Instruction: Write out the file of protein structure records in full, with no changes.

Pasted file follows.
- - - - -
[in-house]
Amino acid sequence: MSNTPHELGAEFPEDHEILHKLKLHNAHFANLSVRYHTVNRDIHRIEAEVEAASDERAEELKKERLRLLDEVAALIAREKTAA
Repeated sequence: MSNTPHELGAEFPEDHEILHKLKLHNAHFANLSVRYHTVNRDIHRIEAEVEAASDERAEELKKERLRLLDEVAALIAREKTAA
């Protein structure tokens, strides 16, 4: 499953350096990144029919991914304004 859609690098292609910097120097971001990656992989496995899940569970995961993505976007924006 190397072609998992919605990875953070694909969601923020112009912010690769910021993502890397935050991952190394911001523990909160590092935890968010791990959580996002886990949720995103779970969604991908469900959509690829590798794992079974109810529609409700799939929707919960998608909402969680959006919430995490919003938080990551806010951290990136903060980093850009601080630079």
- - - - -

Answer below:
[in-house]
Amino acid sequence: MSNTPHELGAEFPEDHEILHKLKLHNAHFANLSVRYHTVNRDIHRIEAEVEAASDERAEELKKERLRLLDEVAALIAREKTAA
Repeated sequence: MSNTPHELGAEFPEDHEILHKLKLHNAHFANLSVRYHTVNRDIHRIEAEVEAASDERAEELKKERLRLLDEVAALIAREKTAA
């Protein structure tokens, strides 16, 4: 499953350096990144029919991914304004 859609690098292609910097120097971001990656992989496995899940569970995961993505976007924006 190397072609998992919605990875953070694909969601923020112009912010690769910021993502890397935050991952190394911001523990909160590092935890968010791990959580996002886990949720995103779970969604991908469900959509690829590798794992079974109810529609409700799939929707919960998608909402969680959006919430995490919003938080990551806010951290990136903060980093850009601080630079």